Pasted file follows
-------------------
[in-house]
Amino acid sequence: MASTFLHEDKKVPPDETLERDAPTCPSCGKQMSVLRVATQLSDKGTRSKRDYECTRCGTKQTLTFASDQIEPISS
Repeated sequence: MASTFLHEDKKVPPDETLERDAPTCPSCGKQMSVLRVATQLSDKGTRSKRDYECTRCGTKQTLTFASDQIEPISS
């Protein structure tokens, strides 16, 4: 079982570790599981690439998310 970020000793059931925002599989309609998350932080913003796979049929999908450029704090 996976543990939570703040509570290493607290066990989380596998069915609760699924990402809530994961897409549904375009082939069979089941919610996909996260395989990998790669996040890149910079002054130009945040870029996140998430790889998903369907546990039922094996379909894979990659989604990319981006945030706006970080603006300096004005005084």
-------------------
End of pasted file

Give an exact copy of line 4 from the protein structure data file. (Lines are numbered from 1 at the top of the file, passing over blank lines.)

């Protein structure tokens, strides 16, 4: 079982570790599981690439998310 970020000793059931925002599989309609998350932080913003796979049929999908450029704090 996976543990939570703040509570290493607290066990989380596998069915609760699924990402809530994961897409549904375009082939069979089941919610996909996260395989990998790669996040890149910079002054130009945040870029996140998430790889998903369907546990039922094996379909894979990659989604990319981006945030706006970080603006300096004005005084």